Now, I’m not the most well-versed critic of modern American rap music, but I have noticed a recent trend where artists simply let their lyrics dribble past their lazily flapping lips. Normally, it adds a gravitas of luxury – like a morbidly obese Roman cartoon character nonchalantly eating grapes lowered into his mouth by a nude beauty (male or female, your choice). When a rapper expends so little energy in his annunciation, he’s subconsciously saying “I don’t even need to put a modicum of effort into my shit cuz I’m just that golden, son.” Whether or not this makes for good music is a subject of debate that I believe goes case-by-case, but I digress. With Where Ya At, I am not going to accept this all-too-easy explanation for Future. His performance is neither indicative of any swagger nor artistic liberty. Nobody with all the cortices of their brain intact speaks like they have a mouth full of marbles. I mean, seriously, the hook of the song sounds like gibberish from a Hanna-Barbera cartoon.  And I swear, when he gets to the 1:15 mark in the song, all I hear is a drowned Fred Flintstone trying to speak through a waterboarding.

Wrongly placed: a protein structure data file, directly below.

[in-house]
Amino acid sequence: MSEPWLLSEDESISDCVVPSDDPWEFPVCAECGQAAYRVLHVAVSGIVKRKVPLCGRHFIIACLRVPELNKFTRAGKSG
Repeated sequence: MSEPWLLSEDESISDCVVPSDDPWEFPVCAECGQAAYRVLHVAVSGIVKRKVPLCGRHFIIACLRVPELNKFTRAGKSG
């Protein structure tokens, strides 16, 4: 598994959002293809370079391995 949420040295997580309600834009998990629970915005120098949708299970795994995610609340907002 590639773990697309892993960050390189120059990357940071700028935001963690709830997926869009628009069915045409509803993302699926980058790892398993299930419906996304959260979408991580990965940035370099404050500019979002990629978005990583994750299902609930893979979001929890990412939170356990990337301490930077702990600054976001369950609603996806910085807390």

And since we all know that you couldn’t make out the lyrics to this atrocity, I’ve taken the initiative to provide an excerpt from that part of the song (you can thank me right now):

Had to rent that on the dick ass jocking
Running through the pussy like a nigga going jogging
Fuck a little Louis, put it in a bitch pocket
Put a pic with me on the gram now you popping
Where your ass was at when I was trapping in the stove?
Had to scrub to get where I’m at or sell dope
Jackie Chan moves got game in the choke
Gas rolling up and the blunt from the coast
12 jumpers came in the spot to open up the dope
Carlo, Bob, Joe gotta young nigga coughing
Janet out the stove and we still raised honest
Blowing on the O ho we call it full onion